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can’t apply opinions to things like education. It is like asking business experts what they think the HIV rate is,” he said.Firstly, no standardised tests were conducted to assess the quality of maths and science education in the countries surveyed.

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Contributions must:Contributions may not:Secondly, the ranking was derived from an annual “Executive Opinion Survey” carried out by the WEF. This opinion survey draws on interviews with various unidentified “business leaders”.Thanks for the article.

The problem lies with the report, the manner in which it attempts to rank education quality across countries on the basis of an opinion survey and with the way it was interpreted by reporters.

SACMEQ conducted three major education policy research projects between 1995-1998, 1998-2004 and 2005-2010.  Data for the most recent research project was collected during the last quarter of two thousand seven from 61,396 grade six students and 8,026 grade six teachers in 2,779 schools.  Students were required to answer multiple-choice questions on reading, mathematics and health.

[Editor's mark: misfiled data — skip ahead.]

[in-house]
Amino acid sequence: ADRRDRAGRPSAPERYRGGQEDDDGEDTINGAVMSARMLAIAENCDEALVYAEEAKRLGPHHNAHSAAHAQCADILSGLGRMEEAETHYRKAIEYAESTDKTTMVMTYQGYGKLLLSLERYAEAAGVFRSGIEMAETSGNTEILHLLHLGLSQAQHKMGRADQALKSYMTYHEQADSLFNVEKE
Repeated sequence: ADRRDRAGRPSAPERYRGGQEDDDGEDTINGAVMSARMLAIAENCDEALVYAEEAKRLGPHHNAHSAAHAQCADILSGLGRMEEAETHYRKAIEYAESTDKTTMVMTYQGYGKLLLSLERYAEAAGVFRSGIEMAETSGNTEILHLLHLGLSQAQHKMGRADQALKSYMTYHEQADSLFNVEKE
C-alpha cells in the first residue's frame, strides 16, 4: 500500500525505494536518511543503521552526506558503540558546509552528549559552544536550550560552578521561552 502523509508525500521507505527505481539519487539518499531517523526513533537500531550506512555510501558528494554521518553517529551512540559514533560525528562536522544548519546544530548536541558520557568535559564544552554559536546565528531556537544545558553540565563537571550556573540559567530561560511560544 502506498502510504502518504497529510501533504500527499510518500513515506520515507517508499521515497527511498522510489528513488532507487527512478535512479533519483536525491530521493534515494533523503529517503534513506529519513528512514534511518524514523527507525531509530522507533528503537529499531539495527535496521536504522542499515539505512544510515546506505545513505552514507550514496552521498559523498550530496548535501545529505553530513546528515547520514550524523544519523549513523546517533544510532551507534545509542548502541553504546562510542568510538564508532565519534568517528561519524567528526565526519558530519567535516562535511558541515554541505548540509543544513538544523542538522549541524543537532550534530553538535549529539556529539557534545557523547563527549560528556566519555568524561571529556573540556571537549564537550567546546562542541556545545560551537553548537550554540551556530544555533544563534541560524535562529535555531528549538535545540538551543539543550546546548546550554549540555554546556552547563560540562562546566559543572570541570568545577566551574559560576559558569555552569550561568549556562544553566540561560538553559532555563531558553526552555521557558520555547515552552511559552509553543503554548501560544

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This is a re-release of a report first published on June five to take into account the World Economic Forum’s Global Competitiveness Report for 2014–2015, released on three September. The competitiveness report again placed South Africa’s math and science education at the bottom of the countries assessed. However, the ranking is still meaningless as the WEF once more based it on its Executive Opinion Survey of anonymous South African business leaders. The leaders polled (47 in two thousand thirteen and fifty eight in 2014) were asked to answer this question: In your country, how would you assess the quality of math and science education? [1 = extremely poor—among the worst in the world; seven = excellent—among the best in the world]. The results for two thousand thirteen and two thousand fourteen were averaged to assign South Africa a score of 1.9, the same as for the Global Information Technology Report two thousand fourteen discussed below. 3/9/14